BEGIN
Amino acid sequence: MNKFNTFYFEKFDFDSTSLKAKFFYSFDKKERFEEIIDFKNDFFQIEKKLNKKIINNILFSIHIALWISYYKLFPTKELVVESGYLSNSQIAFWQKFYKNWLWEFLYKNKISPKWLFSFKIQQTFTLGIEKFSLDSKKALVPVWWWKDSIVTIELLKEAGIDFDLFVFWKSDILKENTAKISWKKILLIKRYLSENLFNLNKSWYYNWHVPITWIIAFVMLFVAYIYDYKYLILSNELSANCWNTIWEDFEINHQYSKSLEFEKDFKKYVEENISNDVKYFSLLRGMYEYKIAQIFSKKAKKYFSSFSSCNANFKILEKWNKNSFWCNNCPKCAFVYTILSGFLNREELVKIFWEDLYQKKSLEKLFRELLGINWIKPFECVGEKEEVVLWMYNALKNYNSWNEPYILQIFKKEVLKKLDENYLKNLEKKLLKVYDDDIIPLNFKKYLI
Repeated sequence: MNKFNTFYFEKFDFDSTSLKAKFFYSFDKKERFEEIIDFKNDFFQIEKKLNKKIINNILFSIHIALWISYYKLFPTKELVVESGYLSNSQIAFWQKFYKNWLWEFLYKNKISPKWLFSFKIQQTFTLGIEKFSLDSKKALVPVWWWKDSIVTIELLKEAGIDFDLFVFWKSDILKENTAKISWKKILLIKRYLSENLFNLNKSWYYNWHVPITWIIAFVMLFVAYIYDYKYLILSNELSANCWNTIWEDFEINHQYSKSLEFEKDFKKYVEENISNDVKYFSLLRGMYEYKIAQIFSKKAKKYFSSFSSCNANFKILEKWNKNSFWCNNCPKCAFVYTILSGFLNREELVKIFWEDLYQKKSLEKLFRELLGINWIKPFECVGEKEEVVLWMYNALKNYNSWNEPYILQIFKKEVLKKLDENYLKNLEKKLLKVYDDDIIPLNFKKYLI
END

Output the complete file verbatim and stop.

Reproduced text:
Amino acid sequence: MNKFNTFYFEKFDFDSTSLKAKFFYSFDKKERFEEIIDFKNDFFQIEKKLNKKIINNILFSIHIALWISYYKLFPTKELVVESGYLSNSQIAFWQKFYKNWLWEFLYKNKISPKWLFSFKIQQTFTLGIEKFSLDSKKALVPVWWWKDSIVTIELLKEAGIDFDLFVFWKSDILKENTAKISWKKILLIKRYLSENLFNLNKSWYYNWHVPITWIIAFVMLFVAYIYDYKYLILSNELSANCWNTIWEDFEINHQYSKSLEFEKDFKKYVEENISNDVKYFSLLRGMYEYKIAQIFSKKAKKYFSSFSSCNANFKILEKWNKNSFWCNNCPKCAFVYTILSGFLNREELVKIFWEDLYQKKSLEKLFRELLGINWIKPFECVGEKEEVVLWMYNALKNYNSWNEPYILQIFKKEVLKKLDENYLKNLEKKLLKVYDDDIIPLNFKKYLI
Repeated sequence: MNKFNTFYFEKFDFDSTSLKAKFFYSFDKKERFEEIIDFKNDFFQIEKKLNKKIINNILFSIHIALWISYYKLFPTKELVVESGYLSNSQIAFWQKFYKNWLWEFLYKNKISPKWLFSFKIQQTFTLGIEKFSLDSKKALVPVWWWKDSIVTIELLKEAGIDFDLFVFWKSDILKENTAKISWKKILLIKRYLSENLFNLNKSWYYNWHVPITWIIAFVMLFVAYIYDYKYLILSNELSANCWNTIWEDFEINHQYSKSLEFEKDFKKYVEENISNDVKYFSLLRGMYEYKIAQIFSKKAKKYFSSFSSCNANFKILEKWNKNSFWCNNCPKCAFVYTILSGFLNREELVKIFWEDLYQKKSLEKLFRELLGINWIKPFECVGEKEEVVLWMYNALKNYNSWNEPYILQIFKKEVLKKLDENYLKNLEKKLLKVYDDDIIPLNFKKYLI